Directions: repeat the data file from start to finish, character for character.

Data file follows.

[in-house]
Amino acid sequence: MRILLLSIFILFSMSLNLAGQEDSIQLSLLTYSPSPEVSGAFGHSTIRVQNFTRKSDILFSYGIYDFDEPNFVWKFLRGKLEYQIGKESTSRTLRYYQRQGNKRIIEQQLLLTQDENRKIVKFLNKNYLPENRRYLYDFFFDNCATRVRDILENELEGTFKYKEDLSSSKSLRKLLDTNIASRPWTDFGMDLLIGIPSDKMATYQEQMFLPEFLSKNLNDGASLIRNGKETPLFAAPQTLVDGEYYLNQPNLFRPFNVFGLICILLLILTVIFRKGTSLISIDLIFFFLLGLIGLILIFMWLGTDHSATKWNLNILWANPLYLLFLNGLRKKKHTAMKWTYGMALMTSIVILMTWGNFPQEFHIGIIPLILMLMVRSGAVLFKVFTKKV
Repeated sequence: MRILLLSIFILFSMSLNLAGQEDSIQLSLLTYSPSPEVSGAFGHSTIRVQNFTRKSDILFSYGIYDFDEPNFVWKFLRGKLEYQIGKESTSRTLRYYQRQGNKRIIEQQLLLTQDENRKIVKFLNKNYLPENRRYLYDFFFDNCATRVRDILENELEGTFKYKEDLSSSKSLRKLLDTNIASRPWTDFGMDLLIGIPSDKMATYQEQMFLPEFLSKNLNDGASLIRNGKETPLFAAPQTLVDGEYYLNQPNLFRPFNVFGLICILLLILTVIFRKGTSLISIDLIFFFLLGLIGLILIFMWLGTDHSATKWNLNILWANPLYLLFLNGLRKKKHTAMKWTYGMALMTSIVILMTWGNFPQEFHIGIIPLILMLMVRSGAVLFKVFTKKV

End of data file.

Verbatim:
[in-house]
Amino acid sequence: MRILLLSIFILFSMSLNLAGQEDSIQLSLLTYSPSPEVSGAFGHSTIRVQNFTRKSDILFSYGIYDFDEPNFVWKFLRGKLEYQIGKESTSRTLRYYQRQGNKRIIEQQLLLTQDENRKIVKFLNKNYLPENRRYLYDFFFDNCATRVRDILENELEGTFKYKEDLSSSKSLRKLLDTNIASRPWTDFGMDLLIGIPSDKMATYQEQMFLPEFLSKNLNDGASLIRNGKETPLFAAPQTLVDGEYYLNQPNLFRPFNVFGLICILLLILTVIFRKGTSLISIDLIFFFLLGLIGLILIFMWLGTDHSATKWNLNILWANPLYLLFLNGLRKKKHTAMKWTYGMALMTSIVILMTWGNFPQEFHIGIIPLILMLMVRSGAVLFKVFTKKV
Repeated sequence: MRILLLSIFILFSMSLNLAGQEDSIQLSLLTYSPSPEVSGAFGHSTIRVQNFTRKSDILFSYGIYDFDEPNFVWKFLRGKLEYQIGKESTSRTLRYYQRQGNKRIIEQQLLLTQDENRKIVKFLNKNYLPENRRYLYDFFFDNCATRVRDILENELEGTFKYKEDLSSSKSLRKLLDTNIASRPWTDFGMDLLIGIPSDKMATYQEQMFLPEFLSKNLNDGASLIRNGKETPLFAAPQTLVDGEYYLNQPNLFRPFNVFGLICILLLILTVIFRKGTSLISIDLIFFFLLGLIGLILIFMWLGTDHSATKWNLNILWANPLYLLFLNGLRKKKHTAMKWTYGMALMTSIVILMTWGNFPQEFHIGIIPLILMLMVRSGAVLFKVFTKKV